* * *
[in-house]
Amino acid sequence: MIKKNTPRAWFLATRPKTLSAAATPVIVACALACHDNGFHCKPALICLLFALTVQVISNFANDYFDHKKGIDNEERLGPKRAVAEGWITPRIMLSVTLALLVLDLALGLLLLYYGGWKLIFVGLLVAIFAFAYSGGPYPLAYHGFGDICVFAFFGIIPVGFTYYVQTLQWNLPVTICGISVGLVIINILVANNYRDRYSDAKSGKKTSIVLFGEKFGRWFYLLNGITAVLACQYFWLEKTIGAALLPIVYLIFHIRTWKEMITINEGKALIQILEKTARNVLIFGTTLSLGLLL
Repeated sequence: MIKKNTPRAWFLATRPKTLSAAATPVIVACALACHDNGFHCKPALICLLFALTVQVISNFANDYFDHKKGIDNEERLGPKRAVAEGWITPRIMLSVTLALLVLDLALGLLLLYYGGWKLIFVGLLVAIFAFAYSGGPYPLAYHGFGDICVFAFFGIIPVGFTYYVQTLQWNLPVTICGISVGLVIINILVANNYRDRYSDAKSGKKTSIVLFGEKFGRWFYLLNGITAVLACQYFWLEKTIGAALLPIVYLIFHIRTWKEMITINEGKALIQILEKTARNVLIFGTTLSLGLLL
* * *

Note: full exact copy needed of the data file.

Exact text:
[in-house]
Amino acid sequence: MIKKNTPRAWFLATRPKTLSAAATPVIVACALACHDNGFHCKPALICLLFALTVQVISNFANDYFDHKKGIDNEERLGPKRAVAEGWITPRIMLSVTLALLVLDLALGLLLLYYGGWKLIFVGLLVAIFAFAYSGGPYPLAYHGFGDICVFAFFGIIPVGFTYYVQTLQWNLPVTICGISVGLVIINILVANNYRDRYSDAKSGKKTSIVLFGEKFGRWFYLLNGITAVLACQYFWLEKTIGAALLPIVYLIFHIRTWKEMITINEGKALIQILEKTARNVLIFGTTLSLGLLL
Repeated sequence: MIKKNTPRAWFLATRPKTLSAAATPVIVACALACHDNGFHCKPALICLLFALTVQVISNFANDYFDHKKGIDNEERLGPKRAVAEGWITPRIMLSVTLALLVLDLALGLLLLYYGGWKLIFVGLLVAIFAFAYSGGPYPLAYHGFGDICVFAFFGIIPVGFTYYVQTLQWNLPVTICGISVGLVIINILVANNYRDRYSDAKSGKKTSIVLFGEKFGRWFYLLNGITAVLACQYFWLEKTIGAALLPIVYLIFHIRTWKEMITINEGKALIQILEKTARNVLIFGTTLSLGLLL